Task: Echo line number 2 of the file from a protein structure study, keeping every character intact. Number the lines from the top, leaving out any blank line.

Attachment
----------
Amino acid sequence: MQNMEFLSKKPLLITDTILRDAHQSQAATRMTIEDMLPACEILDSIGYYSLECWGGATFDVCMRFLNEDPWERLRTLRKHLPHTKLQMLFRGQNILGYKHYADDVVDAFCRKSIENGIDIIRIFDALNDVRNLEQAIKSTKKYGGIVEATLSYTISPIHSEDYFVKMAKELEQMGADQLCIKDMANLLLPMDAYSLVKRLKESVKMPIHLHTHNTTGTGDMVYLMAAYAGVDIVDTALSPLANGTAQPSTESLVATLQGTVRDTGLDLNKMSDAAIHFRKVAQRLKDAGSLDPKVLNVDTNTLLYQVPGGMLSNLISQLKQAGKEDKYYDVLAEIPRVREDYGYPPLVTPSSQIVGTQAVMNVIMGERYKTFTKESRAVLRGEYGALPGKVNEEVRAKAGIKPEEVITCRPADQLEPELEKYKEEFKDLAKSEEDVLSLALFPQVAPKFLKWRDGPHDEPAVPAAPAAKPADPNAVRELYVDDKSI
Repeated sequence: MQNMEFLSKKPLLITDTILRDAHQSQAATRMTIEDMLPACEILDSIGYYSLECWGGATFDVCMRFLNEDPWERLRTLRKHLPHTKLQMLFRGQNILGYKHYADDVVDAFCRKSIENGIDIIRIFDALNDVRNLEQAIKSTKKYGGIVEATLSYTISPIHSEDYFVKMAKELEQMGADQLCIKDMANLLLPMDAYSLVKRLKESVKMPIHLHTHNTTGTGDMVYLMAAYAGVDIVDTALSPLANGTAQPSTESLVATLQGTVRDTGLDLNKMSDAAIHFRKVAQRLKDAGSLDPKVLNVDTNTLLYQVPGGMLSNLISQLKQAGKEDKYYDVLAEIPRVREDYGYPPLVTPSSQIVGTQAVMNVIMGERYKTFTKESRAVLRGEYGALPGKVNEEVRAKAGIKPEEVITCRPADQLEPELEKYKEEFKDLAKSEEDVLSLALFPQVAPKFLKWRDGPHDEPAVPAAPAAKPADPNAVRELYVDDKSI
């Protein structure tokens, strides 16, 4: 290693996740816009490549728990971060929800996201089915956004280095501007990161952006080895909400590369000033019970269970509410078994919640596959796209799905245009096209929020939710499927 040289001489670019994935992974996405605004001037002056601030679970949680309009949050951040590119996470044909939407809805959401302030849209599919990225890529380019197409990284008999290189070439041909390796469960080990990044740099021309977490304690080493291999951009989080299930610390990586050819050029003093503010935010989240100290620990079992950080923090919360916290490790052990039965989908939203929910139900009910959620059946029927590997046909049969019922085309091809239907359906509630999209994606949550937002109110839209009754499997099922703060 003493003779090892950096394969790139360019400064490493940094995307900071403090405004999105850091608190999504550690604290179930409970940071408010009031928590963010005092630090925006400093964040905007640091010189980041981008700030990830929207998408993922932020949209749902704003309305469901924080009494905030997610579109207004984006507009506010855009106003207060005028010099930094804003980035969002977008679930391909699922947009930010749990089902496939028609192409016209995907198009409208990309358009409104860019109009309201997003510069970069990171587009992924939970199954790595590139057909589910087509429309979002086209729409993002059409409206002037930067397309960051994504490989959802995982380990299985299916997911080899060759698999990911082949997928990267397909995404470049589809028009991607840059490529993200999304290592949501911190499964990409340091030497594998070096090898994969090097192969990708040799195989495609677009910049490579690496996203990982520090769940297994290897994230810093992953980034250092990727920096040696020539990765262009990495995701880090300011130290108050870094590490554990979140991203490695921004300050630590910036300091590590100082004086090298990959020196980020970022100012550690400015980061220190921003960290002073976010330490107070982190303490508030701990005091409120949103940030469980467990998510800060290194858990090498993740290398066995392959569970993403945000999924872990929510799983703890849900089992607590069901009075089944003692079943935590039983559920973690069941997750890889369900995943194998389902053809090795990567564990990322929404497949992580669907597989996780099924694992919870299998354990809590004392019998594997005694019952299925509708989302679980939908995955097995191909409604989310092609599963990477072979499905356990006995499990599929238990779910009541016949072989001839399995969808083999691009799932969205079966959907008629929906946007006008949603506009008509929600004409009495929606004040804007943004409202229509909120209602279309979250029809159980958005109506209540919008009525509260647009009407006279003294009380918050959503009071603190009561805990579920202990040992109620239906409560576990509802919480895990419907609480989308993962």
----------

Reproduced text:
Repeated sequence: MQNMEFLSKKPLLITDTILRDAHQSQAATRMTIEDMLPACEILDSIGYYSLECWGGATFDVCMRFLNEDPWERLRTLRKHLPHTKLQMLFRGQNILGYKHYADDVVDAFCRKSIENGIDIIRIFDALNDVRNLEQAIKSTKKYGGIVEATLSYTISPIHSEDYFVKMAKELEQMGADQLCIKDMANLLLPMDAYSLVKRLKESVKMPIHLHTHNTTGTGDMVYLMAAYAGVDIVDTALSPLANGTAQPSTESLVATLQGTVRDTGLDLNKMSDAAIHFRKVAQRLKDAGSLDPKVLNVDTNTLLYQVPGGMLSNLISQLKQAGKEDKYYDVLAEIPRVREDYGYPPLVTPSSQIVGTQAVMNVIMGERYKTFTKESRAVLRGEYGALPGKVNEEVRAKAGIKPEEVITCRPADQLEPELEKYKEEFKDLAKSEEDVLSLALFPQVAPKFLKWRDGPHDEPAVPAAPAAKPADPNAVRELYVDDKSI